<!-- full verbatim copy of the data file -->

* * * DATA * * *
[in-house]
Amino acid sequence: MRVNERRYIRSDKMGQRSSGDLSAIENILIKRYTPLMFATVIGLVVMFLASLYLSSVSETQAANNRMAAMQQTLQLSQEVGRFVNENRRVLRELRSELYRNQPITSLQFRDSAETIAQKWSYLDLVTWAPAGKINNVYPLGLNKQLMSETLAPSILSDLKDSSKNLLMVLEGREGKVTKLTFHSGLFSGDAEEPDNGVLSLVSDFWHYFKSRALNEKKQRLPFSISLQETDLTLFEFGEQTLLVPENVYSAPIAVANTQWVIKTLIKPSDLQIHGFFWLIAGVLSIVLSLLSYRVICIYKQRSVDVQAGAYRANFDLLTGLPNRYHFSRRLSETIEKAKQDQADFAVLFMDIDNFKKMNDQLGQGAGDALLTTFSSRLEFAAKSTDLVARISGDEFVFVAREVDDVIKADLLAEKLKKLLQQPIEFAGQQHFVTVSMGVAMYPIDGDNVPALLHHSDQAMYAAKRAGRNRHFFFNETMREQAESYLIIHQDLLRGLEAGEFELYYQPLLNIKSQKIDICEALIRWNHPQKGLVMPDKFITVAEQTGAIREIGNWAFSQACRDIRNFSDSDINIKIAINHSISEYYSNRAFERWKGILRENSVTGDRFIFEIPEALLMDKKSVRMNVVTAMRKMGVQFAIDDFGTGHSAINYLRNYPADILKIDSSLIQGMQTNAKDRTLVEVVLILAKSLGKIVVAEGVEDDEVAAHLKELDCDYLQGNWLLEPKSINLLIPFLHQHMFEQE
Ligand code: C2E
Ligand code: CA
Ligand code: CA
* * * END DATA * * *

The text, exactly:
[in-house]
Amino acid sequence: MRVNERRYIRSDKMGQRSSGDLSAIENILIKRYTPLMFATVIGLVVMFLASLYLSSVSETQAANNRMAAMQQTLQLSQEVGRFVNENRRVLRELRSELYRNQPITSLQFRDSAETIAQKWSYLDLVTWAPAGKINNVYPLGLNKQLMSETLAPSILSDLKDSSKNLLMVLEGREGKVTKLTFHSGLFSGDAEEPDNGVLSLVSDFWHYFKSRALNEKKQRLPFSISLQETDLTLFEFGEQTLLVPENVYSAPIAVANTQWVIKTLIKPSDLQIHGFFWLIAGVLSIVLSLLSYRVICIYKQRSVDVQAGAYRANFDLLTGLPNRYHFSRRLSETIEKAKQDQADFAVLFMDIDNFKKMNDQLGQGAGDALLTTFSSRLEFAAKSTDLVARISGDEFVFVAREVDDVIKADLLAEKLKKLLQQPIEFAGQQHFVTVSMGVAMYPIDGDNVPALLHHSDQAMYAAKRAGRNRHFFFNETMREQAESYLIIHQDLLRGLEAGEFELYYQPLLNIKSQKIDICEALIRWNHPQKGLVMPDKFITVAEQTGAIREIGNWAFSQACRDIRNFSDSDINIKIAINHSISEYYSNRAFERWKGILRENSVTGDRFIFEIPEALLMDKKSVRMNVVTAMRKMGVQFAIDDFGTGHSAINYLRNYPADILKIDSSLIQGMQTNAKDRTLVEVVLILAKSLGKIVVAEGVEDDEVAAHLKELDCDYLQGNWLLEPKSINLLIPFLHQHMFEQE
Ligand code: C2E
Ligand code: CA
Ligand code: CA